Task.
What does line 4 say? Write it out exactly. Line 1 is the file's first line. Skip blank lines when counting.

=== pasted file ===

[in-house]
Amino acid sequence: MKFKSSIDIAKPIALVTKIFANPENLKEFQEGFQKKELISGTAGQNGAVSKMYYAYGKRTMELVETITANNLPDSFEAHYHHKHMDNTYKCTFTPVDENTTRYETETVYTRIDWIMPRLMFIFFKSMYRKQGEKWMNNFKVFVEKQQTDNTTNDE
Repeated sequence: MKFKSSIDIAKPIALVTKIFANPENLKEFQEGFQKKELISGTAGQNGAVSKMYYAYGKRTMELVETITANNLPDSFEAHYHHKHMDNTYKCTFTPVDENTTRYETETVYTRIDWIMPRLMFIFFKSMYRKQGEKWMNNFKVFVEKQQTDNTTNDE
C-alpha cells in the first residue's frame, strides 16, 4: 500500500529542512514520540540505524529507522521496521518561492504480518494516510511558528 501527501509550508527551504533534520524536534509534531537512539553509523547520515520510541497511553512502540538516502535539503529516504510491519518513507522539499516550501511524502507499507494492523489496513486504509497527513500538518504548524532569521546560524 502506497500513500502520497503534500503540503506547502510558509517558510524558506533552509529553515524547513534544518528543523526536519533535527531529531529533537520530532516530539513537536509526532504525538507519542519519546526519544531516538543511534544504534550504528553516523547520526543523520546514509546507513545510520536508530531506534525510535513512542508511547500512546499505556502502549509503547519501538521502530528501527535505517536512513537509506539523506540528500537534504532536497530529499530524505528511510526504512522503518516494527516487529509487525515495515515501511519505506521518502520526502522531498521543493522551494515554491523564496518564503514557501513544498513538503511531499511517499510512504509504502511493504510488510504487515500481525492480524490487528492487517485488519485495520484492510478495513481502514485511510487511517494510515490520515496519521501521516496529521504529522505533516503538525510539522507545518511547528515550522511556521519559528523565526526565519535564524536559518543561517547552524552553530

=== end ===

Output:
C-alpha cells in the first residue's frame, strides 16, 4: 500500500529542512514520540540505524529507522521496521518561492504480518494516510511558528 501527501509550508527551504533534520524536534509534531537512539553509523547520515520510541497511553512502540538516502535539503529516504510491519518513507522539499516550501511524502507499507494492523489496513486504509497527513500538518504548524532569521546560524 502506497500513500502520497503534500503540503506547502510558509517558510524558506533552509529553515524547513534544518528543523526536519533535527531529531529533537520530532516530539513537536509526532504525538507519542519519546526519544531516538543511534544504534550504528553516523547520526543523520546514509546507513545510520536508530531506534525510535513512542508511547500512546499505556502502549509503547519501538521502530528501527535505517536512513537509506539523506540528500537534504532536497530529499530524505528511510526504512522503518516494527516487529509487525515495515515501511519505506521518502520526502522531498521543493522551494515554491523564496518564503514557501513544498513538503511531499511517499510512504509504502511493504510488510504487515500481525492480524490487528492487517485488519485495520484492510478495513481502514485511510487511517494510515490520515496519521501521516496529521504529522505533516503538525510539522507545518511547528515550522511556521519559528523565526526565519535564524536559518543561517547552524552553530